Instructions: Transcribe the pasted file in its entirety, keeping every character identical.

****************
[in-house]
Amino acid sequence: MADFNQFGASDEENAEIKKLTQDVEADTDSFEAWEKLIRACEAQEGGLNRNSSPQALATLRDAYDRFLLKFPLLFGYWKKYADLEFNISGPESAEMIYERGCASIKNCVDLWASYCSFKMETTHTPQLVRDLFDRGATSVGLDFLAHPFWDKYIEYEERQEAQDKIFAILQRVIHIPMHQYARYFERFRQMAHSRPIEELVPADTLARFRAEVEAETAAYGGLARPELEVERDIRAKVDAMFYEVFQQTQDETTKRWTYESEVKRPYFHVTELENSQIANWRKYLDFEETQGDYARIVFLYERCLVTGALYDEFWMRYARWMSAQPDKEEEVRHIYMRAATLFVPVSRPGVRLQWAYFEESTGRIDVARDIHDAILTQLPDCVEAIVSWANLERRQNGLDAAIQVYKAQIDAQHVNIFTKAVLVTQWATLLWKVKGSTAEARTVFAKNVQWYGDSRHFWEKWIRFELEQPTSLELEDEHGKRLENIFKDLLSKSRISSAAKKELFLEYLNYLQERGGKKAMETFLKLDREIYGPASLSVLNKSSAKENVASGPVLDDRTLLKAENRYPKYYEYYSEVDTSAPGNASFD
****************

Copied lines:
[in-house]
Amino acid sequence: MADFNQFGASDEENAEIKKLTQDVEADTDSFEAWEKLIRACEAQEGGLNRNSSPQALATLRDAYDRFLLKFPLLFGYWKKYADLEFNISGPESAEMIYERGCASIKNCVDLWASYCSFKMETTHTPQLVRDLFDRGATSVGLDFLAHPFWDKYIEYEERQEAQDKIFAILQRVIHIPMHQYARYFERFRQMAHSRPIEELVPADTLARFRAEVEAETAAYGGLARPELEVERDIRAKVDAMFYEVFQQTQDETTKRWTYESEVKRPYFHVTELENSQIANWRKYLDFEETQGDYARIVFLYERCLVTGALYDEFWMRYARWMSAQPDKEEEVRHIYMRAATLFVPVSRPGVRLQWAYFEESTGRIDVARDIHDAILTQLPDCVEAIVSWANLERRQNGLDAAIQVYKAQIDAQHVNIFTKAVLVTQWATLLWKVKGSTAEARTVFAKNVQWYGDSRHFWEKWIRFELEQPTSLELEDEHGKRLENIFKDLLSKSRISSAAKKELFLEYLNYLQERGGKKAMETFLKLDREIYGPASLSVLNKSSAKENVASGPVLDDRTLLKAENRYPKYYEYYSEVDTSAPGNASFD